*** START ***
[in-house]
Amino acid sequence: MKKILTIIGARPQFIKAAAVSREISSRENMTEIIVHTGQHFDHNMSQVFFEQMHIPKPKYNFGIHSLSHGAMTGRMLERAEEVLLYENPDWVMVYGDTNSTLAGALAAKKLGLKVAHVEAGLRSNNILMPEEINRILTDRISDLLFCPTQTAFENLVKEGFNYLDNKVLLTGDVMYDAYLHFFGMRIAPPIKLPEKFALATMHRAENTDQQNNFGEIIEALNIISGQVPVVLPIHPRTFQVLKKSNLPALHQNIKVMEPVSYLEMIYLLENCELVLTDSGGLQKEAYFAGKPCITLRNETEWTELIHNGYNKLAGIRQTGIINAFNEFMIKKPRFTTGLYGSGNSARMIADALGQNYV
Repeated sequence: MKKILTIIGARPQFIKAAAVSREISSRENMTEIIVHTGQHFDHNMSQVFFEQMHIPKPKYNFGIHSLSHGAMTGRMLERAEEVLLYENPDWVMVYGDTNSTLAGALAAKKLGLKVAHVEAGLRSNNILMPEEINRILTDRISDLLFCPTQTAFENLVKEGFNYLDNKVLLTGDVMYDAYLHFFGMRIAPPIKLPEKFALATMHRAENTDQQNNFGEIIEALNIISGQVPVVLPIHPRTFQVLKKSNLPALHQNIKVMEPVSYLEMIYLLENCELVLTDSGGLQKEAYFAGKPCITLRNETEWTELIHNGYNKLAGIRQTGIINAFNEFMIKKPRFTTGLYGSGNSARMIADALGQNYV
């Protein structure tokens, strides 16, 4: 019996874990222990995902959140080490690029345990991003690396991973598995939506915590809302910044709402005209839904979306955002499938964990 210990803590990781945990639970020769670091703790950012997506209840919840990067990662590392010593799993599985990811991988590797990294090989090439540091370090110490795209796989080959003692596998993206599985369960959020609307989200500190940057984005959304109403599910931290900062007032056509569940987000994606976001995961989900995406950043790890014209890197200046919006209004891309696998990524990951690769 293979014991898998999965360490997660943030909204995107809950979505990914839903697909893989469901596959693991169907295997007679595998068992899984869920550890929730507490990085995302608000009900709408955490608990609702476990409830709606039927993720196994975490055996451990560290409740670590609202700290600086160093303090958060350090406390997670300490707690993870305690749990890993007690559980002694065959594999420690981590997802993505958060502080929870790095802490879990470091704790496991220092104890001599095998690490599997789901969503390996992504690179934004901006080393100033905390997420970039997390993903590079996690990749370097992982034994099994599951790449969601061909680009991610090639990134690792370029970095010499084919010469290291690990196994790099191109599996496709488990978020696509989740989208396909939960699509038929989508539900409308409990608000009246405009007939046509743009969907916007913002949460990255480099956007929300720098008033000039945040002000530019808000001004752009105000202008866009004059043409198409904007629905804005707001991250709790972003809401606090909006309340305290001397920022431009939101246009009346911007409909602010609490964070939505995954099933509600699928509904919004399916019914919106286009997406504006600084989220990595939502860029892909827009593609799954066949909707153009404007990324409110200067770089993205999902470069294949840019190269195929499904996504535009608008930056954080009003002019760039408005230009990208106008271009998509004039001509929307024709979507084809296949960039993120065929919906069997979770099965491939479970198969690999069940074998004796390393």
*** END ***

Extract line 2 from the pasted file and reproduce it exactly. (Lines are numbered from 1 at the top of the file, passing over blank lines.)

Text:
Amino acid sequence: MKKILTIIGARPQFIKAAAVSREISSRENMTEIIVHTGQHFDHNMSQVFFEQMHIPKPKYNFGIHSLSHGAMTGRMLERAEEVLLYENPDWVMVYGDTNSTLAGALAAKKLGLKVAHVEAGLRSNNILMPEEINRILTDRISDLLFCPTQTAFENLVKEGFNYLDNKVLLTGDVMYDAYLHFFGMRIAPPIKLPEKFALATMHRAENTDQQNNFGEIIEALNIISGQVPVVLPIHPRTFQVLKKSNLPALHQNIKVMEPVSYLEMIYLLENCELVLTDSGGLQKEAYFAGKPCITLRNETEWTELIHNGYNKLAGIRQTGIINAFNEFMIKKPRFTTGLYGSGNSARMIADALGQNYV